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Nent Force Level
along the River Nent between Alston and Nenthead, Cumbria
Nent Force Level
associated engineer
John Smeaton
date  1776, 1777, 1810, 1842
era  Georgian  |  category  Drainage System  |  reference  NY719468
ICE reference number  HEW 398
photo  ICE R&D Fund
Nent Force Level is an 8km access and haulage tunnel — a kind of underground canal — that follows the line of the River Nent. It was begun in 1776 and designed to transport ore and waste from underground workings at a time when lead mining was a thriving industry in the North Pennines.
In 1776 the original excavation of Nent Force Level resulted from an exploratory and drainage tunnel supervised by engineer John Smeaton. Smeaton was one of the receivers of the Greenwich Hospital Estates, owners of considerable areas of land in the North Penines and much involved in lead mining there. It was hoped that the excavation would reveal hitherto unknown veins of ore, though nothing significant was found.
The tunnel was driven from a single face, with six intermediate shafts constructed along its length. It was initially intended to be 2m high and less than 1m wide. After discussions between John Gilbert, who was involved with the Duke of Bridgewater at Worsley and a lessee of lead mines in the Alston area, and Smeaton, it was decided that the dimensions should be increased to just over 2m by 2m, so that boats could be used to convey the ore and waste. A water depth of just over a 1m was envisaged.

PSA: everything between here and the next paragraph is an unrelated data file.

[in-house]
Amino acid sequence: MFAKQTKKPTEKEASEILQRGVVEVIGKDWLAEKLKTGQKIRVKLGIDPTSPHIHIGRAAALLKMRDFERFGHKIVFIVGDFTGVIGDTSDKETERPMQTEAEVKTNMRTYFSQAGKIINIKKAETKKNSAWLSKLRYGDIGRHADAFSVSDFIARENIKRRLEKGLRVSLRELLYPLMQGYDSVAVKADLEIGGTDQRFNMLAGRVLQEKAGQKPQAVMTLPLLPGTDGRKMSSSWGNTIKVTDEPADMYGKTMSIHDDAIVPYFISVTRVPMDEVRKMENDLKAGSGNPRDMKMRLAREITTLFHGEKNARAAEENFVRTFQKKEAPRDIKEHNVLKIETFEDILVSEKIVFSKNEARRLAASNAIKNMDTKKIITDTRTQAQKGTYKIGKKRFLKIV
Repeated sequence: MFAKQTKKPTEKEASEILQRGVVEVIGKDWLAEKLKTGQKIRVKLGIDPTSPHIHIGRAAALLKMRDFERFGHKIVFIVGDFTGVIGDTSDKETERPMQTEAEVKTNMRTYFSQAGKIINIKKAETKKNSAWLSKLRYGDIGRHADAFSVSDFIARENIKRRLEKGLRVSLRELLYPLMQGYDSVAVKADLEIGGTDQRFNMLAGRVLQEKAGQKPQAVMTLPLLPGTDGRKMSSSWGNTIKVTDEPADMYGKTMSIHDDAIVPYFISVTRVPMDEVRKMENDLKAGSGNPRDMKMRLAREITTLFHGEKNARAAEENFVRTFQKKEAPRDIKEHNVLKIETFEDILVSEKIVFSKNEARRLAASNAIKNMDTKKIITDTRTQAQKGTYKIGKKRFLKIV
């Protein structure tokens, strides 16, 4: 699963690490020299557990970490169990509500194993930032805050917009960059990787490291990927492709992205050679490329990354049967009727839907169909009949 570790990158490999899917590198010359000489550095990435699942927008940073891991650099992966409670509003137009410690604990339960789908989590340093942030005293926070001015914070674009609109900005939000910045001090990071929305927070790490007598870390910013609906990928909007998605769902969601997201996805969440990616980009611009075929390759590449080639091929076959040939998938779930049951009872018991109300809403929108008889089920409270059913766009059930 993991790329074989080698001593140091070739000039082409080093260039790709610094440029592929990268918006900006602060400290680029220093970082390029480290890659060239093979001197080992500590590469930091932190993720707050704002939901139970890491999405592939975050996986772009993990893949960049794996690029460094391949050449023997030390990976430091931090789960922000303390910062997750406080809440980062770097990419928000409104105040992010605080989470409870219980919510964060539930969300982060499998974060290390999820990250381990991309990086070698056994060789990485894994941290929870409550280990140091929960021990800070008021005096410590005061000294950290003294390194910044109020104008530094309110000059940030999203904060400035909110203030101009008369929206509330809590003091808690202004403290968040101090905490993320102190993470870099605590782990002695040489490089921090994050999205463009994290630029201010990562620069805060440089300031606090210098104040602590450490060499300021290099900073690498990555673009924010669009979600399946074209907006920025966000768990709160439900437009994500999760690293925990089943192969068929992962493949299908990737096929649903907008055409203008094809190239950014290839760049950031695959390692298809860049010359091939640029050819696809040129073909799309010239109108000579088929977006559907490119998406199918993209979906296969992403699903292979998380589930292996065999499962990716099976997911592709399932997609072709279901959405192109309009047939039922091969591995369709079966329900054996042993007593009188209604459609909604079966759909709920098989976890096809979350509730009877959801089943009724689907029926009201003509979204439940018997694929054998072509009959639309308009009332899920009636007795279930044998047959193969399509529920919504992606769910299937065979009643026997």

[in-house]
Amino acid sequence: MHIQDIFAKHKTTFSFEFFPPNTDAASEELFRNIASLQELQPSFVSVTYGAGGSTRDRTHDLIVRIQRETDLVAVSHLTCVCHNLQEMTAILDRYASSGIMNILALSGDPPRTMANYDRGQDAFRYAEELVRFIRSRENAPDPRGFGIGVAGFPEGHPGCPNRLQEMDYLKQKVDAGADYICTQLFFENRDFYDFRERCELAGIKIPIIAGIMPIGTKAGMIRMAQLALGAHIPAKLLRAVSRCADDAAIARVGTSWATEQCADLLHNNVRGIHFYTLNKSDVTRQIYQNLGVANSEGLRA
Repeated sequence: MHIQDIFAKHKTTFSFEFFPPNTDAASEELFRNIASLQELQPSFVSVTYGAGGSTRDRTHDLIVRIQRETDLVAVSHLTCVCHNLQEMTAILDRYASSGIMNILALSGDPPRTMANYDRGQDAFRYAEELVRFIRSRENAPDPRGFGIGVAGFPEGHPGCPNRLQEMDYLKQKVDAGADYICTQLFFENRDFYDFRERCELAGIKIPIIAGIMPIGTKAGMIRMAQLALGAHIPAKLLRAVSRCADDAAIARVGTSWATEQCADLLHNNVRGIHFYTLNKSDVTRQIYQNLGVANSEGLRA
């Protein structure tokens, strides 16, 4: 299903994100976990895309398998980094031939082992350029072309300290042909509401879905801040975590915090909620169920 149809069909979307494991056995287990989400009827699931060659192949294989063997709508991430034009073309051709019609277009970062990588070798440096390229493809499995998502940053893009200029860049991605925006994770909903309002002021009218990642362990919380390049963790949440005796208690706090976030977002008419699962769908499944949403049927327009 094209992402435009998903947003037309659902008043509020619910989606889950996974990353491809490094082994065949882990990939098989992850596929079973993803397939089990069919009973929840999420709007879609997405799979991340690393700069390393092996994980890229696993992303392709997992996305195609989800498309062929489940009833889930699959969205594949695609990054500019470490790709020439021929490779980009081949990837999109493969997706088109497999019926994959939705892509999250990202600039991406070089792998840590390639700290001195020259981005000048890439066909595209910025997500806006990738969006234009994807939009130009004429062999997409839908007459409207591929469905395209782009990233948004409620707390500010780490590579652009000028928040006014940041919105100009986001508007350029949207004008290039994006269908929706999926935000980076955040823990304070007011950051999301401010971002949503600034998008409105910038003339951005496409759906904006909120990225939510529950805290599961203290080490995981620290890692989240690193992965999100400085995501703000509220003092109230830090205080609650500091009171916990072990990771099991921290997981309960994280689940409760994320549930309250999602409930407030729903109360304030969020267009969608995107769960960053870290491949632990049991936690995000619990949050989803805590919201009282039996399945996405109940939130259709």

Work on the level temporarily ceased in 1842, after some 80,000 had been spent. It was extended again between 1870 and 1904, though no new ore bodies were discovered.
In the 19th century, part of Nent Force Level was opened as a tourist attraction. However, it is now inaccessible, except with extreme difficulty via the ventilation shafts. As it is not maintained in any way, further damage is likely to be caused by natural rock falls, etc. The nearby lead mines, which can be visited, are England's largest and highest.
A similar tunnel, the Blackett Level, was later built some 13km to the northeast. It was engineered by Thomas Sopwith and Thomas John Berwick to a slightly smaller cross section, although never intended to be an underground canal. Work began in 1855 with tunnel driving from 5 shafts, though it was abandoned uncompleted in 1903.
Research: Pd and AJD
"Nenthead Mines Heritage Centre: An adventure in silver and lead
North Pennines Heritage Trust, information leaflet, 2006
reference sources   CEH North

Nent Force Level